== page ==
Skip to main content _

Barry Crimmins

words to live near


Judge, Jury, Defense Attorney Wednesday, May 26, 2010

Judge Jury Defense Attorney
Had Judge Jack B. Weinstein simply questioned rigid federal sentencing guidelines to justify overturning the conviction in his courtroom of Pietro Polizzi, "a married father of five... for possession of over 5,000 graphic images of child pornography... mostly of prepubescent girls," I might have held my tongue on the matter. But Judge Weinstein's sheer arrogance and ignorance in discussing the extent of damage done by child pornography demands informed rejoinder.

As the New York Times reported last Saturday (in the above-linked article):
Judge Weinstein has gone to extraordinary lengths to challenge the strict punishments, issuing a series of rulings that directly attack the mandatory five-year prison sentence faced by defendants charged with receiving child pornography.

Like I said, this is certainly worthy of consideration. In drug cases, mandatory minimums have been used to fill our jails with legions of hapless souls. Legislatures have removed judicial discretion from the courts and this has a whole lot to do with why the alleged Land of the Free has become the home of the world's largest per capita prison population. But this isn't about sentencing, it's about ill-informed assertions by a federal judge.

The story continued and the judge's tunnel-visioned compassion led him to stumble into an ethical abyss:
"I don't approve of child pornography, obviously," he [Weinstein] said in an interview this week. But, he also said, he does not believe that those who view the images, as opposed to producing or selling them, present a threat to children.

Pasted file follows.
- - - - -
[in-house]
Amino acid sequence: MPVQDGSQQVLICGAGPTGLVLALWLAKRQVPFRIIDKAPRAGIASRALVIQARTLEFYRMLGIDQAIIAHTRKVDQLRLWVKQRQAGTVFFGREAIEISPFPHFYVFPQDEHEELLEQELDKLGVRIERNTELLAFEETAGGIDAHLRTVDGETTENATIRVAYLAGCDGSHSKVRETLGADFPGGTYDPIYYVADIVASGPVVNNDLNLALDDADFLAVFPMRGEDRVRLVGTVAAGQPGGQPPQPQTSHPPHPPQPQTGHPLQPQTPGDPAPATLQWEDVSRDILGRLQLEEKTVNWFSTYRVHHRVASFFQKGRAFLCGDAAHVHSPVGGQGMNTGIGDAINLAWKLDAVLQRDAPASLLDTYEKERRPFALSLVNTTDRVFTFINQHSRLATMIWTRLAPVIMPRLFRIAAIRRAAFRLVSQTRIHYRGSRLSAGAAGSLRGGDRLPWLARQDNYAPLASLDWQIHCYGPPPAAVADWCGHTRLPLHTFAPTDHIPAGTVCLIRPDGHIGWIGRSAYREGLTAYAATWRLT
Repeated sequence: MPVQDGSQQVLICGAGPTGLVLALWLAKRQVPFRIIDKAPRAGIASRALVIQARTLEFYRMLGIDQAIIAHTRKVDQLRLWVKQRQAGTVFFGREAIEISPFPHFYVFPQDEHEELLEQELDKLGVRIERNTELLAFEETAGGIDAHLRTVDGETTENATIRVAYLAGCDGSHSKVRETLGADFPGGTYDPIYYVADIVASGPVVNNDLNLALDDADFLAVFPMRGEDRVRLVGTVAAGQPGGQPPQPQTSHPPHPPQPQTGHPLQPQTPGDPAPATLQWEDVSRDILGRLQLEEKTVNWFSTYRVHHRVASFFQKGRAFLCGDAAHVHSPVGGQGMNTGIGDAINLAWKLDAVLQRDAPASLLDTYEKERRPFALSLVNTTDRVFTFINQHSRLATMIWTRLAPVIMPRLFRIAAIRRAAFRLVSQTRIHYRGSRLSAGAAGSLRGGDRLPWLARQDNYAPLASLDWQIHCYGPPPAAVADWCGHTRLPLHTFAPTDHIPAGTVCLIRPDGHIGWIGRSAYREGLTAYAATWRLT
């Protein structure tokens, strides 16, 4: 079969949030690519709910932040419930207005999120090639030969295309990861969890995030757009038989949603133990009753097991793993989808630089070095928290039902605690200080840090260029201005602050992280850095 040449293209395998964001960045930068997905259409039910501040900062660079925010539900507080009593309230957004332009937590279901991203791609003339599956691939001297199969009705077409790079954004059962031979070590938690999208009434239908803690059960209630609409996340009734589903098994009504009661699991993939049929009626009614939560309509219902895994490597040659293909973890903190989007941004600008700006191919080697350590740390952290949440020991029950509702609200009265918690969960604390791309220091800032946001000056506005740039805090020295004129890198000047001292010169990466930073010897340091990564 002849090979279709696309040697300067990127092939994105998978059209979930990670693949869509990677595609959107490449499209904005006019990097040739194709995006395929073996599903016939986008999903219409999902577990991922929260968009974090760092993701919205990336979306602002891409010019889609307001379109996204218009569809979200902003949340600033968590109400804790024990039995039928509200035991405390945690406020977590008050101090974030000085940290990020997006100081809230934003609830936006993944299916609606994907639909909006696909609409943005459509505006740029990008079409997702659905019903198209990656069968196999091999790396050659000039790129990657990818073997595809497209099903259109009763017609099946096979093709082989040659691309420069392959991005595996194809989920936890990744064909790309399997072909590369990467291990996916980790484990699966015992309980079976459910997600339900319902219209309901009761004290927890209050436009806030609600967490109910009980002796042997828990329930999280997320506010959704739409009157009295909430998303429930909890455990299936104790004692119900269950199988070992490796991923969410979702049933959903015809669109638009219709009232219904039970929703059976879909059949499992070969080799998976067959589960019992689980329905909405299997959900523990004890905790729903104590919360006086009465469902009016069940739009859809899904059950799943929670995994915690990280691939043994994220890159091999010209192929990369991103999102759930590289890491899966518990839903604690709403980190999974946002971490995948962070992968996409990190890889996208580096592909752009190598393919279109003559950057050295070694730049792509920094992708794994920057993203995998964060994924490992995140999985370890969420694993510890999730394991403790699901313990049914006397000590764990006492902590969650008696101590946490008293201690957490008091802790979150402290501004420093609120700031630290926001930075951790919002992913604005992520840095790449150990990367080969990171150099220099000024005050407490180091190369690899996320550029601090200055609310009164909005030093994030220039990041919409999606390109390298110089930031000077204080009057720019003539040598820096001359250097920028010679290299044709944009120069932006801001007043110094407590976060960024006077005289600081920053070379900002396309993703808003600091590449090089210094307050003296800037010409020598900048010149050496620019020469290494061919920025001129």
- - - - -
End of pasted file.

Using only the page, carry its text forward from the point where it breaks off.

"We're destroying lives unnecessarily," he said. "At the most, they should be receiving treatment and supervision."

The man he has spent three years trying to save from a long incarceration is Pietro Polizzi, a married father of five who collected more than 5,000 graphic pictures of children. If prosecuted in a New York State court, he would have faced a maximum prison sentence of four years. Instead, in federal court, he faced a minimum of five years and a recommended sentence of 11 to 14 years. Because of Judge Weinstein's intervention, he remains free as he awaits another trial.

"I don't see Judge Weinstein as a judge," Mr. Polizzi said during an interview as tears rolled down his face. "I see him as my father. He helps people. He doesn't destroy lives the way the prosecutor has. He's the one who is going to set me free from the court."

How very heartwarming -- the poor underdog collector of child pornography has found a champion, an apologist and a father, no less. And out of all the fathers in the world, he found one whose first impulse isn't to pummel a reprobate such as Polizzi. When it comes to luck, this guy hit the pervert lottery. He found a black-robed advocate who busies himself not in acting as an impartial jurist, but by questioning whether Pietro Polizzi did any harm at all by consuming child pornography. Of course by raising such a question, Judge Weinstein has provoked a large number of additional queries that scream to be answered. Such as:

When Judge Weinsteing says "At the most, they should be receiving treatment and supervision," one wonders what he thinks possessors of child pornography who don't receive treatment and supervision should face for punishment? A stern talking-to?